Kentucky continues to lead the nation in child abuse and neglect for the third year in a row, according to the latest report from the U.S. Department of Health and Human Services. Based on that data, the state’s child abuse rate was 20.1 cases per 1,000 children — the national average was 8.9.
The latest report covered the federal fiscal year 2019. Kentucky also led the country in child abuse rates in the 2017 (22.2 cases ber 1,000 children) and 2018 (23.6) reports, and ranked second for a few years prior.
No other state in the three most recent reports topped 20 cases per 1,000 children.
“It’s everyone’s problem. It’s not an isolated problem for the families experiencing it. It impacts all of us,” said Erica Wade, Executive Director of The Center of Owensboro-Daviess County. “We need to come together as a community to support each other, support our families. It’s been a really year. We were already in rough standings before this year, and if we thought that was bad, then I’m sure this is another dip.”
Wade and others from The Center took part in an annual event hosted locally to help raise child abuse awareness and offer prevention tips and resources.
The “Stand Against Child Abuse” event — put on by the Community Collaboration for Children (CCC) — was held as a drive-thru event this year in the parking lot of Towne Square Mall on Friday.
Kristy James, CCC program coordinator, said child abuse isn’t something that can be ignored and the data proves just how big of an issue it is in Kentucky.
“It’s definitely a hard topic to discuss,” James said. “It’s not something we can ignore. It’s why these events are very important. They bring awareness. I think a lot of people just don’t know the resources we have. Families might have a need and that may be stressful. In those stressful situations they may feel like they’re not supported. With these events, we can let them know there is help out there.”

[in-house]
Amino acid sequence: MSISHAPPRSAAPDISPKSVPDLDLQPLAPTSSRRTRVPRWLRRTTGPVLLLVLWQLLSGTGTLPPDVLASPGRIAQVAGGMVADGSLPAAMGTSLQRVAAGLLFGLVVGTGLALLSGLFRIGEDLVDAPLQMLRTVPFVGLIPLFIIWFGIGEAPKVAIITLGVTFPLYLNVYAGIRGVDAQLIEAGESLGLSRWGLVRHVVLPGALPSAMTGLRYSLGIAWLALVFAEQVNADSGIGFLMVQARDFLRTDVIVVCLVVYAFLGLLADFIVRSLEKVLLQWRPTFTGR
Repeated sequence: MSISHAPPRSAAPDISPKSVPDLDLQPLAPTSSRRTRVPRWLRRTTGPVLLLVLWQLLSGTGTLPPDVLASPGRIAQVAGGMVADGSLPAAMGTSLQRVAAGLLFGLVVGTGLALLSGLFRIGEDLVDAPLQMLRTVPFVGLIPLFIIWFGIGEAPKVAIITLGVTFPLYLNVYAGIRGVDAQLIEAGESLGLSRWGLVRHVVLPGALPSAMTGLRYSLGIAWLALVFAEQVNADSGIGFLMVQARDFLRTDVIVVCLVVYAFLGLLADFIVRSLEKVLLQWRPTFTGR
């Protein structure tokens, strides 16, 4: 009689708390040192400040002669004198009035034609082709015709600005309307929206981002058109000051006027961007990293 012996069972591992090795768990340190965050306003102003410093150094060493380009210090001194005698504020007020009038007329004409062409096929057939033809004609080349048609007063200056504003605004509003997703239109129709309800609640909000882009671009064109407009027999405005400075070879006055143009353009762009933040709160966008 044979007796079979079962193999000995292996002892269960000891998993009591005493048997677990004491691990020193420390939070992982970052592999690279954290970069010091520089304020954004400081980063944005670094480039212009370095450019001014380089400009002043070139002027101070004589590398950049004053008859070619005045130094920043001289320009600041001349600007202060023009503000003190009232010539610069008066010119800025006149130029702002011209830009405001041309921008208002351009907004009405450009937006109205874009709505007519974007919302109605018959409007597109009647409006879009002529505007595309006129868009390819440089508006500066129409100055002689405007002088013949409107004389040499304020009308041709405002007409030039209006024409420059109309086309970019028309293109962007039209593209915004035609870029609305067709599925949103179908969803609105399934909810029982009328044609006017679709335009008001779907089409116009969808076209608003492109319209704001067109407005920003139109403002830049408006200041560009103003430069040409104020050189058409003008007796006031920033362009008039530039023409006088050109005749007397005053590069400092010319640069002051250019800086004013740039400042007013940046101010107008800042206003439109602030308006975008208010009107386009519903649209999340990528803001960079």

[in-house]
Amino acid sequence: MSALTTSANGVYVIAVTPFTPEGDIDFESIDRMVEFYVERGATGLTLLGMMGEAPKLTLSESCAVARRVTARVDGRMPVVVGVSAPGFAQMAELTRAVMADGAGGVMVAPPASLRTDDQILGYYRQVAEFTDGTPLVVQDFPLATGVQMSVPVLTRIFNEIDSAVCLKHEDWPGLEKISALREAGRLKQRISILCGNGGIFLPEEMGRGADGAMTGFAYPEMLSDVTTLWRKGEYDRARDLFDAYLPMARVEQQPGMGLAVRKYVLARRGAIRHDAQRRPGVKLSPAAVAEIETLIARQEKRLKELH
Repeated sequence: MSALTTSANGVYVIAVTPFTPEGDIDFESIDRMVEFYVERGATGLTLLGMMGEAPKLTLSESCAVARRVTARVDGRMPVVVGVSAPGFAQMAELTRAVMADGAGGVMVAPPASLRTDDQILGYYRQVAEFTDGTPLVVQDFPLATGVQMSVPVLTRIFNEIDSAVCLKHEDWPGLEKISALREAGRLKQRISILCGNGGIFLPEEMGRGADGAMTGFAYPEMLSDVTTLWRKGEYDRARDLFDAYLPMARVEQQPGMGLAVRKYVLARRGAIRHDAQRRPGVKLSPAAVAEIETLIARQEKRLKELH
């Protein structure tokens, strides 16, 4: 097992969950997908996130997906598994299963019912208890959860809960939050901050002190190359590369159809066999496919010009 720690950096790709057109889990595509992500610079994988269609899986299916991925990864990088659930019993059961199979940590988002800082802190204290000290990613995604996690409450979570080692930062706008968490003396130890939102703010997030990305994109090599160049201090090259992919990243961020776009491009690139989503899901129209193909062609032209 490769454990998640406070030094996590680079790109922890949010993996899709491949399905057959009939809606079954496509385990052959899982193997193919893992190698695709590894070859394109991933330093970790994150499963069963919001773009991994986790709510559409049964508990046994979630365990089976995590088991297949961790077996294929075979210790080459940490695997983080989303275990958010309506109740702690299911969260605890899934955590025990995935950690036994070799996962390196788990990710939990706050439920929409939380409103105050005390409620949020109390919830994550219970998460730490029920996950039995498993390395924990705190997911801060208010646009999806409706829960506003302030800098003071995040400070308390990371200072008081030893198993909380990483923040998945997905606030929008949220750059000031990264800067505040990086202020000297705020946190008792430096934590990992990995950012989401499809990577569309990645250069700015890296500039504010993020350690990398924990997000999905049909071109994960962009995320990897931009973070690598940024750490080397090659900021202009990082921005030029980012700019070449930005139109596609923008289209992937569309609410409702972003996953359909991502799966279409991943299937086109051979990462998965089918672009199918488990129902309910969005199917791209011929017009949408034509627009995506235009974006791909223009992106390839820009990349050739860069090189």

Rosemary Conder, Executive Director of CASA of Ohio Valley, said in many cases abuse stems from a lack of knowing how to get help.
“We know a lot of the time, abuse and neglect is not because parents don’t care about their kids,” Conder said. “A lot of the time it’s because they need help on how to be a parent or to get the resources to lift them up so they don’t abuse and neglect their kids.”
She said it can also be easy to miss signs of abuse without the proper education.
“I think a lot of the time we’re in a protective bubble. We don’t realize what it looks like,” Conder said. “A lot of the time what we see is generational problems where if the child was abused, then they grow up to be an abusive parent because they don’t know what (the signs of abuse and neglect) look like.”
Like Wade, Conder said child abuse is everyone’s problem.
“It’s in your church, it’s in your school, it’s in your neighborhood. If you think it’s not in your family, if your children are in school, it’s one of their classmates,” Conder said. “It does affect you in that respect. We really are called to be our brother’s keeper in every respect to prevent it. The more we talk about it and make people understand it, the better our community will be.”
Wade stressed the importance for anyone who suspects child abuse to speak up.
“If you can break these cycles and speak up and change the life for even one child, the ripple effect can go on for generations,” she said.
James said despite the unique format this year, there was still plenty of community support. And while much of the information is geared towards adults, there’s also a key message for the children too.
“Letting kids know there are safe places they can go,” James said. “There are safe people they can talk to who will listen if something is going on.”